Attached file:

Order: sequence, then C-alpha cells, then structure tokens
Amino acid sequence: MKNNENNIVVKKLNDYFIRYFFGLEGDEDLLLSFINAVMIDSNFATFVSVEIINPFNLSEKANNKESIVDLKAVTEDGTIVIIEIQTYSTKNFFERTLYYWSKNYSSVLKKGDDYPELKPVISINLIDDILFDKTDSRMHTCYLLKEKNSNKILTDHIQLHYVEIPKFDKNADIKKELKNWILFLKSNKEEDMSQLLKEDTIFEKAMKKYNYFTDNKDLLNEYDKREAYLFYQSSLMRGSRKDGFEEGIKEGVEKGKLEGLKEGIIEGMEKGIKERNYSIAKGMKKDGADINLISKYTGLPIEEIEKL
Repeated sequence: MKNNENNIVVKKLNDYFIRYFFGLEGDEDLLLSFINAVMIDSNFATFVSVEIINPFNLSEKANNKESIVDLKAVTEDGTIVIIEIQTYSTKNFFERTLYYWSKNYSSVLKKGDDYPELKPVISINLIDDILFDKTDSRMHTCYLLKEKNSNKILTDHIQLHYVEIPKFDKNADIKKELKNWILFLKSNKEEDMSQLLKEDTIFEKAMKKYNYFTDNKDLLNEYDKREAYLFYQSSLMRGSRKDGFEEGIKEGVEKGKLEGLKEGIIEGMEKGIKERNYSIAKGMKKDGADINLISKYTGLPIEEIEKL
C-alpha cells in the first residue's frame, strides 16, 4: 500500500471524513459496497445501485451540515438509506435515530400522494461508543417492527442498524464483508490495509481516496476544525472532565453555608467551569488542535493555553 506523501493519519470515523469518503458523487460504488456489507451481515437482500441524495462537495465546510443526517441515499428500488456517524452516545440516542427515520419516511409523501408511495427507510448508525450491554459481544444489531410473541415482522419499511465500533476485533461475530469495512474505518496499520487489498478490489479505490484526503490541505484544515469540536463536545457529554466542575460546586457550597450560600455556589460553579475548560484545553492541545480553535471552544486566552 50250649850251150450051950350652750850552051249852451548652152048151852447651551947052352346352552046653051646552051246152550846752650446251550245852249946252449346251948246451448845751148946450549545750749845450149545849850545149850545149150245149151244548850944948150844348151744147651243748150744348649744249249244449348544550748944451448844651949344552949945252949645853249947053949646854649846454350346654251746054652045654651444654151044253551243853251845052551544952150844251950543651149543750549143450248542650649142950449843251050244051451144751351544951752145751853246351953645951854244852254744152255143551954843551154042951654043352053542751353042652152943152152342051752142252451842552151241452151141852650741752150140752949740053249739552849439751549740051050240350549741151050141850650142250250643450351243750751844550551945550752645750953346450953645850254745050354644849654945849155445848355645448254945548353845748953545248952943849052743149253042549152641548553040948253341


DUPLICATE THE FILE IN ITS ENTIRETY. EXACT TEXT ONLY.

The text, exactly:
Order: sequence, then C-alpha cells, then structure tokens
Amino acid sequence: MKNNENNIVVKKLNDYFIRYFFGLEGDEDLLLSFINAVMIDSNFATFVSVEIINPFNLSEKANNKESIVDLKAVTEDGTIVIIEIQTYSTKNFFERTLYYWSKNYSSVLKKGDDYPELKPVISINLIDDILFDKTDSRMHTCYLLKEKNSNKILTDHIQLHYVEIPKFDKNADIKKELKNWILFLKSNKEEDMSQLLKEDTIFEKAMKKYNYFTDNKDLLNEYDKREAYLFYQSSLMRGSRKDGFEEGIKEGVEKGKLEGLKEGIIEGMEKGIKERNYSIAKGMKKDGADINLISKYTGLPIEEIEKL
Repeated sequence: MKNNENNIVVKKLNDYFIRYFFGLEGDEDLLLSFINAVMIDSNFATFVSVEIINPFNLSEKANNKESIVDLKAVTEDGTIVIIEIQTYSTKNFFERTLYYWSKNYSSVLKKGDDYPELKPVISINLIDDILFDKTDSRMHTCYLLKEKNSNKILTDHIQLHYVEIPKFDKNADIKKELKNWILFLKSNKEEDMSQLLKEDTIFEKAMKKYNYFTDNKDLLNEYDKREAYLFYQSSLMRGSRKDGFEEGIKEGVEKGKLEGLKEGIIEGMEKGIKERNYSIAKGMKKDGADINLISKYTGLPIEEIEKL
C-alpha cells in the first residue's frame, strides 16, 4: 500500500471524513459496497445501485451540515438509506435515530400522494461508543417492527442498524464483508490495509481516496476544525472532565453555608467551569488542535493555553 506523501493519519470515523469518503458523487460504488456489507451481515437482500441524495462537495465546510443526517441515499428500488456517524452516545440516542427515520419516511409523501408511495427507510448508525450491554459481544444489531410473541415482522419499511465500533476485533461475530469495512474505518496499520487489498478490489479505490484526503490541505484544515469540536463536545457529554466542575460546586457550597450560600455556589460553579475548560484545553492541545480553535471552544486566552 50250649850251150450051950350652750850552051249852451548652152048151852447651551947052352346352552046653051646552051246152550846752650446251550245852249946252449346251948246451448845751148946450549545750749845450149545849850545149850545149150245149151244548850944948150844348151744147651243748150744348649744249249244449348544550748944451448844651949344552949945252949645853249947053949646854649846454350346654251746054652045654651444654151044253551243853251845052551544952150844251950543651149543750549143450248542650649142950449843251050244051451144751351544951752145751853246351953645951854244852254744152255143551954843551154042951654043352053542751353042652152943152152342051752142252451842552151241452151141852650741752150140752949740053249739552849439751549740051050240350549741151050141850650142250250643450351243750751844550551945550752645750953346450953645850254745050354644849654945849155445848355645448254945548353845748953545248952943849052743149253042549152641548553040948253341